doesn't really matter that much, consider the
importance of the law to God the Father and God the
Son. What was more important to God than the
requirements of the law? (Apparently nothing was more
important. Jesus gave His life because of it.)
- I often hear people say, quoting John 3:16, that
Jesus gave up His life on the cross for us because He
"loved us." Did Jesus love us or did He love the law?
(Apparently, true love for us requires the
preservation of the law. If God the Father just loved
us without any standards, He could have simply
changed the rules and let us live without having
anyone die - much less His Son Jesus. I can only
conclude that it would have been unloving for God to
give us eternal life without preserving the integrity
of the law. For that reason, God's ultimate act of
love for us preserved the law at the same time as He
- Our Attitudes
- Read Romans 3:27. What should be our attitude about other
Christians? Should we think that we are better Christians
- If not, why not? (This verse tells us that boasting
is "excluded" based on the principle that we were
saved by faith, and not saved by our obedience to the
law. Any obedience does not make us better than
others, because we still do not perfectly obey the
law and are therefore "entitled" only to death. It
was only Jesus' sacrifice on our behalf that gave us
the chance for life.)
- Read Romans 3:28-30. Who is eligible for this offer of
grace and eternal life? (Everyone. The Jews thought they
were special. They had a special relationship with God.
However, if faith, rather than our merits, makes all the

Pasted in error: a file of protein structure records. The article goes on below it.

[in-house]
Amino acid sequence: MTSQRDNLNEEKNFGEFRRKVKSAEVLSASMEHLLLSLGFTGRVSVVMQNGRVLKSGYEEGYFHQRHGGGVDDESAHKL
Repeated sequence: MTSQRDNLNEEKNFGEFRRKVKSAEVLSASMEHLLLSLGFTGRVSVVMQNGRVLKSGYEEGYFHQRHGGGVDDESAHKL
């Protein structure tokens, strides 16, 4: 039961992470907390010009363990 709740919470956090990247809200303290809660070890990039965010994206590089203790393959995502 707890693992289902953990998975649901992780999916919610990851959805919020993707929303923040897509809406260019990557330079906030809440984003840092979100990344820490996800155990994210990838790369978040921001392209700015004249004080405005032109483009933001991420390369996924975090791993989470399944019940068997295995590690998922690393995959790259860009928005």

difference, then everyone who has faith can be saved.)
- Read Romans 3:31. Why does righteousness by faith uphold
the law? (See the last three questions of the previous
section (I (C)(2-4).)
- Righteousness by Faith
- Read Romans 4:1-3. Did Abraham have some great works? Did
he do great things for God?
- Have you ever told God that you were doing some good
things for Him? Have you ever thought that God
should appreciate all you do for His kingdom?
- What is wrong with Abraham boasting to God about
what He had done? For example, Abraham left his
home to follow God. Can't Abraham say to God,
"Remember, I did what you asked me to do. I left
my home just as you asked." (Imagine I gave you
a new car. You came to me and reported that you
had shined up that new car, put air in the
tires, vacuumed the carpet and filled it with
gas. Would you dare tell me that you now
deserved to be given the car? Would you say you
had now earned the right to be given the car? I
think that is what Paul is saying here about the
idea of Abraham boasting to God about his good
- Read Romans 4:4-5. Paul tells us that when a man works,
his pay is not a gift. He earned it. Why does Paul make
this argument? Why can't our works earn us some merit
before God? (Read Galatians 3:17-18. Paul is telling us
that God's original covenant with Abraham was that Abraham
would be saved because of God's gift to him, not because
he earned it. Giving the Ten Commandments did not change
that gift. So, Paul's point is that if righteousness is a
gift from God, we should not start saying that we can earn
it. If we earned any part of it, righteousness would no
longer be a gift.)
- Let's skip down and read Romans 4:16-17. When Paul says
that God "gives life to the dead and calls things that are
not as though they were," what does he mean?
- In what way does God "call things that are not as
though they were?"
- Does this have anything to do with giving "life
to the dead?"(I love this text. God calls us
righteous even when we are not. As a result of
calling us righteous, he gives us life. By this
God gives life to the dead. This shows that
God's grace is an unmerited gift to us.)
- Friend, God has offered you the priceless gift of eternal
life. You don't deserve it. But, because of Jesus great
sacrifice for you, eternal life is offered as a free gift.
Will you accept it?
- Next week: The New-Covenant Life
* Copr. 2003, Bruce N. Cameron, J.D. All scripture references are to the New International Version (NIV), copr. 1973, 1978, 1984 International Bible Society, unless otherwise noted. Quotations from the NIV are used by permission of Zondervan Bible Publishers. Suggested answers are found within parentheses. The lesson assumes the teacher uses a blackboard or some other visual aid.